I stepped out yesterday morning to a bright blue sky and a completely different weather scenario to what I’ve witnessed for at least the last three weeks.
“Don’t tell me the dry season’s here,” I thought to myself.
However, a thorough read of the Bureau of Metreology’s latest media release dispelled any idea of the end of the wet season just yet.
Throughout the release, there was constant reference to more heavy rain, slow-moving thunderstorms, low-pressure systems, a possible tropical low, and troughs stretching across the Top End.
It’s looking more and more like it’s the wet season we’ve been crying out for.
Certainly Kakadu has received torrential rain over the last week or so.
Huge falls have descended upon the Mary River system.
The Daly River has been running at more than 8m over the crossing for at least the last week; given all the rainfall predicted in that part of the world, it should rise quite a bit further.
Apparently Katherine is set for a deluge over the next few days, and all that water will finish up down the Daly.
Notwithstanding all the rain, plenty of anglers have been out and about trying to snag a hot barra session.
Jason Rogers and Melita McKinnon have been getting into them on the Adelaide River.
I understand barra up to 124cm have been caught upriver, and there’ve been plenty of 90s.
However, the Adelaide might be too high this weekend.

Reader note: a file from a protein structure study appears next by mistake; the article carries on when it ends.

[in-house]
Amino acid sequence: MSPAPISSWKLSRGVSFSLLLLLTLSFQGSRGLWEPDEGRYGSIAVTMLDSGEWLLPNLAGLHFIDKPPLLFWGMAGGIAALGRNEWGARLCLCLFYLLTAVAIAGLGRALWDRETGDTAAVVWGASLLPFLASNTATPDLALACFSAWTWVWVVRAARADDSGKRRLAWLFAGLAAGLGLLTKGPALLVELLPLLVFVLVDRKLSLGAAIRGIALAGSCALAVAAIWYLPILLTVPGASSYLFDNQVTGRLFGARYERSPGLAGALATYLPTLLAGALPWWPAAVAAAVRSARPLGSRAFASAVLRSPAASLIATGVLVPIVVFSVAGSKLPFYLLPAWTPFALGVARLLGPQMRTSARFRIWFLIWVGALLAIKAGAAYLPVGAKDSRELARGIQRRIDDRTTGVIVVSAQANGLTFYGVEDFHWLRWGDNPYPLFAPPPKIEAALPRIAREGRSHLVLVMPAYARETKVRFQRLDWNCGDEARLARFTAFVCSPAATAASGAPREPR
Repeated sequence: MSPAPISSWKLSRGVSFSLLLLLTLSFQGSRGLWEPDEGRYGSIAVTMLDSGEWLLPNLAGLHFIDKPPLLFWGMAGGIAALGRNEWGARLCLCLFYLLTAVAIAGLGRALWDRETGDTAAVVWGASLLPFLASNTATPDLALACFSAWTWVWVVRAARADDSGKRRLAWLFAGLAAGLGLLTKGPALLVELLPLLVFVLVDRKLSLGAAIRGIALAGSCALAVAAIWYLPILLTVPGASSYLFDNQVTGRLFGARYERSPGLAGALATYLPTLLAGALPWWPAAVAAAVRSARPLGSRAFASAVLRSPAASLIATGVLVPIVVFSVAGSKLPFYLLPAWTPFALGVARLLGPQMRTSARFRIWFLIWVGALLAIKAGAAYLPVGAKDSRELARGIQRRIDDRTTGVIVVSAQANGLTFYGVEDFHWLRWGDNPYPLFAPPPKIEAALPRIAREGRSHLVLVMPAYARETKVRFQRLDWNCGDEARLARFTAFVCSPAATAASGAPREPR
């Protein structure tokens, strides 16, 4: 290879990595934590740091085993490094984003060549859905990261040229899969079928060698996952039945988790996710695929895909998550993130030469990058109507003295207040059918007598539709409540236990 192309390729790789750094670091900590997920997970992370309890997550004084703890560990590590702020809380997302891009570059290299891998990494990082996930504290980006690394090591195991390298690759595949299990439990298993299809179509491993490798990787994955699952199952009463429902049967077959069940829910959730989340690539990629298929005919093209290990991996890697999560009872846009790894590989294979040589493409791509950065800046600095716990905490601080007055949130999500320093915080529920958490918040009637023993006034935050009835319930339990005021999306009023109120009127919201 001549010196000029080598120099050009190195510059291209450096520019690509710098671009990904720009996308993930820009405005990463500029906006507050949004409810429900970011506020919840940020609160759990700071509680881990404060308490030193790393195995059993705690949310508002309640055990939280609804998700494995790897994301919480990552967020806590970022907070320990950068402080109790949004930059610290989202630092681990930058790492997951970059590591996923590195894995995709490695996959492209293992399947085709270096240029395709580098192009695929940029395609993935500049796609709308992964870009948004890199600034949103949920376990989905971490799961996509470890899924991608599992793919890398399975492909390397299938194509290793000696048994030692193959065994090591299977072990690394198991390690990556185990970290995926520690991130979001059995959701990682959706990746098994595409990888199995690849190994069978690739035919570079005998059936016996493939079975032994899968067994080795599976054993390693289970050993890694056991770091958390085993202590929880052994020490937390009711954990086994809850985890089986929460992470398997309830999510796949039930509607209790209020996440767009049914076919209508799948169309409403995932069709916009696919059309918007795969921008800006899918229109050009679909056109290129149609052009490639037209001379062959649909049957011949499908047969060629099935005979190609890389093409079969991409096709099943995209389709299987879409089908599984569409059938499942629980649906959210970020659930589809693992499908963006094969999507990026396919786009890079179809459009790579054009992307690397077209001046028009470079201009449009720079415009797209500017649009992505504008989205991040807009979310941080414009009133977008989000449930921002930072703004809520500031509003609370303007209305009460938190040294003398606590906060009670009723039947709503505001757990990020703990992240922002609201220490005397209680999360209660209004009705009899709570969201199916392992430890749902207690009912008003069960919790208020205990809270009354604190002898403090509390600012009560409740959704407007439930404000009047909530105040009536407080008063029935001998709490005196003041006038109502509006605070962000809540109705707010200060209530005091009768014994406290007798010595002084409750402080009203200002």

Down the Daly River, a metre barra and plenty of others were caught at Clear Creek.
With the neap tides this weekend and early next week, there’ll be an armada of boats launching at Shady Camp and heading down to the mouth.
They just might find scaly silver at the end of the rainbow too.
At worst, there should be huge schools of threadfin salmon swimming around the mouth of Sampan Creek.
If you’re after a top fictional read revolving around bush lifestyle in the Top End, grab a copy of Dick Eussen’s Stone Country Justice.
Dick is a great old mate of mine who lived in Jabiru for many years in the ‘80s and ‘90s before moving to North Queensland.
During his time in the Top End, he hunted extensively, and fished throughout Kakadu and parts of Arnhem Land, gaining intimate knowledge of these huge areas.
His vast Top End bush experience is clearly evident in Stone Country Justice which is available in hard copy or digital on Amazon.
This fictional piece recounts the story of a troubled young man, Ungara, who goes on a killing spree in Arnhem Land, prompting the elders to contract Kangii, a Kurdaitchii man, to hunt the fugitive down. Meanwhile, hot on his tracks are Northern Territory police sergeant Ken Wilson and indigenous policeman Toby Cahill.
In the wilderness of the Stone Country, they join forces with the Kurdaitchii Man, but Ungara proves to be a hard man to catch.
He leads them a merry chase through crocodile-infested swamps, across fire-blackened plains and through tall woodlands.
Just as the north-west monsoon arrives, Ungara leads the hunters into the void of the Goyder River swamps, where the chase will reach a terrifying climax.
Dick uses his in-depth experience and knowledge of Arnhem Land in the Northern Territory to capture the reader’s attention and bring the book to life.
There’s some exciting reading in Dick’s first fictional work, and you can be assured the big crocs will be having a human snack or two.
Dick is also 4WD Editor for NAFA magazine, and fans of Dick Eussen’s seven non-fiction books – such as Australia’s Gulf Country and The Savannah Way – will not be disappointed in his new writing direction.
McKinnon fished with hubby Jason Rogers at the Adelaide River and found a beauty in this 94cm barra.
Former Kakadu fisherman, hunter and adventurer, Dick Eussen, delivers a great Top End bush read in his first novel: Stone Country Justice.